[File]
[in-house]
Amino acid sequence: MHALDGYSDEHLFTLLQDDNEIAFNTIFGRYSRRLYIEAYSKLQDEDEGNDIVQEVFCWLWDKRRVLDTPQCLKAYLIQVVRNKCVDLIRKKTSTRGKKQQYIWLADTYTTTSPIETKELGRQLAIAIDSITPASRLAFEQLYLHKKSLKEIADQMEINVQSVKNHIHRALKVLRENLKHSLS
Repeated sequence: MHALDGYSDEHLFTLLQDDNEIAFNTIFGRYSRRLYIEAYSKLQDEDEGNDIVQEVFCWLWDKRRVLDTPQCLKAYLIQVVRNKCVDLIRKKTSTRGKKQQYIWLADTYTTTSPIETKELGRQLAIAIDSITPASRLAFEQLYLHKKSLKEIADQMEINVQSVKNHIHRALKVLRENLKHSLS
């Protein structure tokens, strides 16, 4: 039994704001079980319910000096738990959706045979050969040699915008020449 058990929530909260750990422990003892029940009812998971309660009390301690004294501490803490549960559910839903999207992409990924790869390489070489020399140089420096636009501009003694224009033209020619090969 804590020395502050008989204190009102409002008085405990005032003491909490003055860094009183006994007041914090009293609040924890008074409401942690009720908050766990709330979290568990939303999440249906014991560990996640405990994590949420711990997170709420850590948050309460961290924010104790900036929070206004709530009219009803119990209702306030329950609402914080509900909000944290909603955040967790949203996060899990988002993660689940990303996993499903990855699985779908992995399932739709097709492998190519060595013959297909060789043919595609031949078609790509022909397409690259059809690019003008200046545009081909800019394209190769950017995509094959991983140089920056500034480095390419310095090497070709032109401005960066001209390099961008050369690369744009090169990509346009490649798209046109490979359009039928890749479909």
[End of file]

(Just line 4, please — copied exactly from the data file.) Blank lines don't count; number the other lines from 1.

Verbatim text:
């Protein structure tokens, strides 16, 4: 039994704001079980319910000096738990959706045979050969040699915008020449 058990929530909260750990422990003892029940009812998971309660009390301690004294501490803490549960559910839903999207992409990924790869390489070489020399140089420096636009501009003694224009033209020619090969 804590020395502050008989204190009102409002008085405990005032003491909490003055860094009183006994007041914090009293609040924890008074409401942690009720908050766990709330979290568990939303999440249906014991560990996640405990994590949420711990997170709420850590948050309460961290924010104790900036929070206004709530009219009803119990209702306030329950609402914080509900909000944290909603955040967790949203996060899990988002993660689940990303996993499903990855699985779908992995399932739709097709492998190519060595013959297909060789043919595609031949078609790509022909397409690259059809690019003008200046545009081909800019394209190769950017995509094959991983140089920056500034480095390419310095090497070709032109401005960066001209390099961008050369690369744009090169990509346009490649798209046109490979359009039928890749479909």